The time seems to be coming, predicted by Daniel, when "many shall run to and fro, and knowledge shall be increased." What a change within the last half century! Then there were no Bible societies, no tract societies, no Sunday-schools, no colporteurs, no Protestant missionaries. There is, indeed, another time predicted, when there shall be no need for one to say to his neighbour, "Know the Lord; for all shall know him from the least to the greatest." Then the work will be completed; but O, how much teaching must there be before the hundreds of millions of souls now ignorant, shall be so instructed as that none shall need further teaching. But perhaps the prophecy does not mean that none shall need farther instruction, but farther admonition - not that all shall have learned enough, but all will be fully disposed to learn. Blessed time! teaching will be then an easy as well as a delightful business.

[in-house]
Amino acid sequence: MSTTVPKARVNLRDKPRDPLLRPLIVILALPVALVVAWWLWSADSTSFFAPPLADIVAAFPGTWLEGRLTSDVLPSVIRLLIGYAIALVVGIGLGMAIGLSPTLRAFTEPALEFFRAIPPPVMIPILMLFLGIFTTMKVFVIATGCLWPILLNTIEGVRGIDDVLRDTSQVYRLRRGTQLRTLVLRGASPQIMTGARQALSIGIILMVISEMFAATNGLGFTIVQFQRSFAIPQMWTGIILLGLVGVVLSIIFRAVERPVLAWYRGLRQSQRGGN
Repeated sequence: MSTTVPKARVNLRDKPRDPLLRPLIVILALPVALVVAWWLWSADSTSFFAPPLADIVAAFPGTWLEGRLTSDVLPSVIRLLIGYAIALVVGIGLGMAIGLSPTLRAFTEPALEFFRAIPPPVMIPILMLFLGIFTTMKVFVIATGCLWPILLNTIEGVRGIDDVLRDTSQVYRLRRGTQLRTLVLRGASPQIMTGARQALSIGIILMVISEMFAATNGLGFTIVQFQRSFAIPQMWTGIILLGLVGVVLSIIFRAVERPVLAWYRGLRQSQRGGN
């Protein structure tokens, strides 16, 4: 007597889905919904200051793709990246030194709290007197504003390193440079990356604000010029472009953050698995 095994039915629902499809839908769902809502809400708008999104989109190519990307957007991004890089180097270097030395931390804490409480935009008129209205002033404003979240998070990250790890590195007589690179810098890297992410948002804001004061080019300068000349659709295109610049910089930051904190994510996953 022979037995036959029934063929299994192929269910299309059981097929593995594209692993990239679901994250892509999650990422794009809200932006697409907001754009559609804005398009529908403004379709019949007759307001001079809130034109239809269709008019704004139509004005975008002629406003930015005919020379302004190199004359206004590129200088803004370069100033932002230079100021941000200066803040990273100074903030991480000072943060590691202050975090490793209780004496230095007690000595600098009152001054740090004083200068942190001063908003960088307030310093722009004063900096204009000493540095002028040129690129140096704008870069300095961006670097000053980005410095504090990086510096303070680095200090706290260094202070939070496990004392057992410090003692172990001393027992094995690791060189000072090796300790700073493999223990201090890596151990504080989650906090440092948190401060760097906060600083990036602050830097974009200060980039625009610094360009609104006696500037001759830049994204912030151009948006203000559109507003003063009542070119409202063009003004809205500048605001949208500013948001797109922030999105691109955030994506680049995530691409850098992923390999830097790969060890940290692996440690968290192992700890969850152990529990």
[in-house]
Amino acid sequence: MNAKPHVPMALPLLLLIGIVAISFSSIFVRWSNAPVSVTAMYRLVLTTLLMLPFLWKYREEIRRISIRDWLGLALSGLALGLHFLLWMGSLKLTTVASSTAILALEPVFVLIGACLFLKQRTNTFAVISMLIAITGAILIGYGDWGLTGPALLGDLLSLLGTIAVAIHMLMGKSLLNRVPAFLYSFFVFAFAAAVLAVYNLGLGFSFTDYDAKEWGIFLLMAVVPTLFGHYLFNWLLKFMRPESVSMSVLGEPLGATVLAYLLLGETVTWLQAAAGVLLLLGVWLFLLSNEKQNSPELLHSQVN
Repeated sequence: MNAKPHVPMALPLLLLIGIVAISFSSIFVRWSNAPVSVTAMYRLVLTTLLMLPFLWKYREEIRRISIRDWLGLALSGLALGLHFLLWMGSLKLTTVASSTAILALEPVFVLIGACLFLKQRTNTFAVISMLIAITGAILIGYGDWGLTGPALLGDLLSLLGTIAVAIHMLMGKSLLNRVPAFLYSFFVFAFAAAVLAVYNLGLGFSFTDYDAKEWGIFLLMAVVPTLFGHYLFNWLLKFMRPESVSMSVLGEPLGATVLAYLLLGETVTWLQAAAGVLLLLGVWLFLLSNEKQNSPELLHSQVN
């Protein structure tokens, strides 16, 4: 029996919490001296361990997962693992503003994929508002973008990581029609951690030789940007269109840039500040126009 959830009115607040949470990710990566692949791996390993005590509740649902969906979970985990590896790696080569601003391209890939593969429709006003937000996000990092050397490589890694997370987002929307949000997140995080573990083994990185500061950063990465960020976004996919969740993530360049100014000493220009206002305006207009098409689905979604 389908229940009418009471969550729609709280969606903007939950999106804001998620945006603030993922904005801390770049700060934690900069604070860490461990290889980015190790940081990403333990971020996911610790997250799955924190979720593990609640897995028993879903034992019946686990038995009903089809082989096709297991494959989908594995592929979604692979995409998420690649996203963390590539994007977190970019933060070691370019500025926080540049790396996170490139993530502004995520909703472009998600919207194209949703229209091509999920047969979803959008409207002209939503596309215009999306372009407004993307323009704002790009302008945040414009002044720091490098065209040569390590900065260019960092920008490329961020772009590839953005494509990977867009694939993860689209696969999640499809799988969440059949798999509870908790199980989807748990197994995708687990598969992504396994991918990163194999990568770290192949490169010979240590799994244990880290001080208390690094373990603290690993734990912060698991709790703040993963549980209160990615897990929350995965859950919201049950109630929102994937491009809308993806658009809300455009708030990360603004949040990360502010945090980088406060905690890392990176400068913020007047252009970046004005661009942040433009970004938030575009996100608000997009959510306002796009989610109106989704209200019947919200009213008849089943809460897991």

This past Lord's Day evening, our church saw the ordination of Rev. Gabriel Fluher.  Gabe is a recent graduate of Greenville Presbyterian Theological Seminary and has been a most outstanding intern at our church for the last few years.  We have called him to our pastoral staff primarily to minister to our youth.  I had the enormous privilege of preaching Romans 1:16, the same passage James Montgomery Boice preached at my ordination (which says something about what I think of Gabe).

Ordination services are important, and I'd like to note a few reasons why I love them: